Pamela Paul on Her Long Path to Becoming a Writer and Editor
Will Schwalbe Talks to the New York Times Editor
on But That's Another Story
Will Schwalbe: Hi. I’m Will Schwalbe and you’re listening to But That’s Another Story. Last night, on the way home from work, I ducked into one of my favorite bookstores and headed right for the travel section. A friend had been talking about taking his dream trip to Greece. He told me that he had been saving for years, so I thought I would find a guidebook or two to give him for his birthday. But first I wanted to travel the world a bit with my eyes. I went from Istanbul, to Brazil, to Vienna, and finally to Costa Rica—book after book showing me monuments, museums, and, of course, restaurants and night markets. Then I heard a voice: “Oh, are you going to Costa Rica” The voice was Australian. I said no, just dreaming about it. “It’s one of my favorite places,” the Australian told me. She described a magical visit just weeks before. She then let me know she had just landed in New York—her first trip here! I love my hometown so I gave her all my best advice about where to go (Brooklyn Bridge a must) and where to eat in NYC (Corner Bistro, best burger). We wished each other well and then both went on our way, me to the register and her to another section. And that’s when it struck me—whether you can travel or not, there’s no better place to meet adventuresome people who are curious about the world than in the travel section of your local bookseller or library. And recently I got to talking about the gifts of travel with today’s guest.
Pamela Paul: I’m Pamela Paul. I’m the editor of The New York Times Book Review and I oversee book coverage at the Times, and I also write in my copious spare time.
WS: Pamela Paul hosts The New York Times’ weekly Book Review podcast. She is also the author of books including My Life with Bob, The Starter Marriage and the Future of Matrimony and How to Raise a Reader. Her writing has appeared in Time magazine, The Economist and The Atlantic.
PP: I grew up in a fairly nondescript town on Long Island with which I associated as little as possible. My parents divorced when I was a pretty young, somewhere around the age of three or four. And my dad moved to the city where he lived on the Upper West Side, and that’s where I spent most of my weekend as a child and sort of longed to be rather than on this town on Long Island.
WS: Pamela found herself escaping into books a lot of the time.
PP: Anytime there was a proposal sort of at hand to do something, I thought I’d rather stay home and read and I didn’t consider reading to be a passion or an interest. It just felt like the default position. It felt like, well, that’s kind of like what you do because you really can’t do anything else.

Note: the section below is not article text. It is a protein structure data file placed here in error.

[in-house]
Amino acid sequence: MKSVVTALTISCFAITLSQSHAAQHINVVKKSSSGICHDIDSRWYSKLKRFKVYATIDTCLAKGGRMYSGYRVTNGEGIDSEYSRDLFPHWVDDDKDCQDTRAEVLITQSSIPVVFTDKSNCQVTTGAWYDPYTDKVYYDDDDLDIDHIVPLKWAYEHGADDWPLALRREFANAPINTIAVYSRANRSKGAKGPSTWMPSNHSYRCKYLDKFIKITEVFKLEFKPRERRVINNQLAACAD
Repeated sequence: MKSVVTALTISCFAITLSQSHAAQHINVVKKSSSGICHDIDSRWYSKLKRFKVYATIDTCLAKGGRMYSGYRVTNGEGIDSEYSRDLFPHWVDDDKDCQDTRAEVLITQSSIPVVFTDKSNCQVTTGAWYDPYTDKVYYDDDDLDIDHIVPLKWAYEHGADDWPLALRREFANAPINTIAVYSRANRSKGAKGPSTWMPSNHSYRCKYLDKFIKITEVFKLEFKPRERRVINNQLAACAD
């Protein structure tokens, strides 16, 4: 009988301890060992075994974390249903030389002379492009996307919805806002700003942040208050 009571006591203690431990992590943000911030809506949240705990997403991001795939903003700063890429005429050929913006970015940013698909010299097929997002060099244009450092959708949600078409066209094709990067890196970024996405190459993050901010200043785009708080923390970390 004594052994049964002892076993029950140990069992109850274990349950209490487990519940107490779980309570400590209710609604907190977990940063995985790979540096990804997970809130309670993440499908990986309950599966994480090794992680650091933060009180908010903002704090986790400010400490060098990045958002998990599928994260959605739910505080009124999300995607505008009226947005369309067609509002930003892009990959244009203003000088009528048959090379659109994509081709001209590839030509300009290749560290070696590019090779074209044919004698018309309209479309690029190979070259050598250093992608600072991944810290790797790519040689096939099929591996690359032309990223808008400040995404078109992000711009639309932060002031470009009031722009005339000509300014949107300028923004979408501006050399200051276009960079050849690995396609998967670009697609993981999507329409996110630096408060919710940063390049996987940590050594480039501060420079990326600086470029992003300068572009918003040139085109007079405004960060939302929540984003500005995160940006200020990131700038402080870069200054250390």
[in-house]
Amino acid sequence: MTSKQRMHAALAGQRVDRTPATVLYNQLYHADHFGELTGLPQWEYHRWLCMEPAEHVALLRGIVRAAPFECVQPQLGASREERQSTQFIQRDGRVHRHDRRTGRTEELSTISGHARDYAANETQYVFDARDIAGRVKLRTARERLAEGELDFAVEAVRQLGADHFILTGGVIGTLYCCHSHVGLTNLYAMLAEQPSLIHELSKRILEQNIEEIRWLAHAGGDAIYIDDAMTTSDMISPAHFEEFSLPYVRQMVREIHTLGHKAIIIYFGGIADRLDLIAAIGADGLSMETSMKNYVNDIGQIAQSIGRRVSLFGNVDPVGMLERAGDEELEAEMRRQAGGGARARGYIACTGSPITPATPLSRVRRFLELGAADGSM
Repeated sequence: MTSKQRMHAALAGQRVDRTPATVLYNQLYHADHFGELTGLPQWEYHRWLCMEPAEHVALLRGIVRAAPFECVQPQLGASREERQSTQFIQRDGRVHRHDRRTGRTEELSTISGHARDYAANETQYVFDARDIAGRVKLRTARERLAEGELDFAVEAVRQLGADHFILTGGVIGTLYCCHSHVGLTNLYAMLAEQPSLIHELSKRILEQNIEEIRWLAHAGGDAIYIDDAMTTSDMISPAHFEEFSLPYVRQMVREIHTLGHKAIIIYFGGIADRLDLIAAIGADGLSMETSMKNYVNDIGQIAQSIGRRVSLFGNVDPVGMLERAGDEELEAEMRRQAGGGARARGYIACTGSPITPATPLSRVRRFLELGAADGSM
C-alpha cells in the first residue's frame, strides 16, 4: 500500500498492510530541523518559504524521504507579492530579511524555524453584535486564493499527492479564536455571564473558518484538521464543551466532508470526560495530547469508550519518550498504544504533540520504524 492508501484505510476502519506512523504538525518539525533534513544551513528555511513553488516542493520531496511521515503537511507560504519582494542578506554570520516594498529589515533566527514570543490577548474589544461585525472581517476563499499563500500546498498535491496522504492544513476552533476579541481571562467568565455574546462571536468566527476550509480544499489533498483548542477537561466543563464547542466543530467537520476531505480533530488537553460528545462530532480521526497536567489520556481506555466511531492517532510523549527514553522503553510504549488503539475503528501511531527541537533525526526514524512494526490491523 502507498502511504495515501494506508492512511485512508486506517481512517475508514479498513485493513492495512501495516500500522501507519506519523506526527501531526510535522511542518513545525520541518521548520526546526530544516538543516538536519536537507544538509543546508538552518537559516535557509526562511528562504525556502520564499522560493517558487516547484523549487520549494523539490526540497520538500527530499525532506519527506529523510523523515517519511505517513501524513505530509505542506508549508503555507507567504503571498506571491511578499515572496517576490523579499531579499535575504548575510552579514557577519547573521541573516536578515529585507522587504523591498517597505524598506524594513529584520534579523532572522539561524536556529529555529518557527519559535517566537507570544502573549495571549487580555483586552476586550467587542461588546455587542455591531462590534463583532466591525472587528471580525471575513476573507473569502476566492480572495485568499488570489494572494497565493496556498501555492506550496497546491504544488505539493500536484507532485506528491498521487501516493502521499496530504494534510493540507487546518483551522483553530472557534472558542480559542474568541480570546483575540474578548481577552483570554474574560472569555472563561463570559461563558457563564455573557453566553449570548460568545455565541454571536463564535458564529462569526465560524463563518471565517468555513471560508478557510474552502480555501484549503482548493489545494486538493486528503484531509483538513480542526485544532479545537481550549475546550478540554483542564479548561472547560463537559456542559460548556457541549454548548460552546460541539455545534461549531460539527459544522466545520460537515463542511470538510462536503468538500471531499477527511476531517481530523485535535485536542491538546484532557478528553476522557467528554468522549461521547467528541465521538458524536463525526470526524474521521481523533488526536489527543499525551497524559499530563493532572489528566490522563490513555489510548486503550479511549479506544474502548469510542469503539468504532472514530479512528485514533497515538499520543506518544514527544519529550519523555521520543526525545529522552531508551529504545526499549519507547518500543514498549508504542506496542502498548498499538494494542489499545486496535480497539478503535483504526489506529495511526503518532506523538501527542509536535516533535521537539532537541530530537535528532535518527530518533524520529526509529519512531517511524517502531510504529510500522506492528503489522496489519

WS: The library became a fundamental part of Pamela’s childhood.
PP: We didn’t buy a lot of books because we didn’t have a lot of money, I had a little bookshelf. The answer when I asked my mother if I could get a book was, “Get it at the library,” which was a reasonable thing for her to say because the library was three blocks from the house and right across the street from the school where I went. I was your typical under-parented child of the seventies and eighties. Beginning from the age of seven, I walked myself to school and back by myself. And I would always stop at the library after school because. The only thing waiting at home were my four brothers, two of whom controlled the remote control to the television, which only marginally had cable, which was highly restricted and therefore it was sort of a question of Gilligan’s Island versus the Brady Bunch and other things I really had no desire to watch.
WS: Pamela began to seek out all kinds of books to fill the time.
PP: I paid a lot of attention to things like awards and medals. So if something was a Newbery medalist, I was gonna read it. If it had that emblem on it, that was like a seal of approval. So I read all of the Newbery medalists, and you know, occasionally the Honor books, too. I was a huge Beverly Cleary, Judy Bloom, Nancy Drew fan. Paula Danziger. There was Scott O’Dell Island of the Blue Dolphins and Madeleine L’Engle A Wrinkle in Time. I also was in particular obsessed with biography as a child. There was a wall of biographies in the public library.
WS: She was particularly drawn to stories about women.
PP: There was one series in particular that I adored because it had these very nice, highly idealized illustrations of whoever was being profiled. It didn’t matter if Florence Nightingale or Clara Barton were homely. And in these books, these people were inevitably adorable as children with little like golden ringlets and beautiful as adults, which makes me sound very superficial and I probably was. But I did like to go through, in particular, all of the girl biographies, any biography that was of a woman and there were few and far between. It was essentially nurses and first ladies.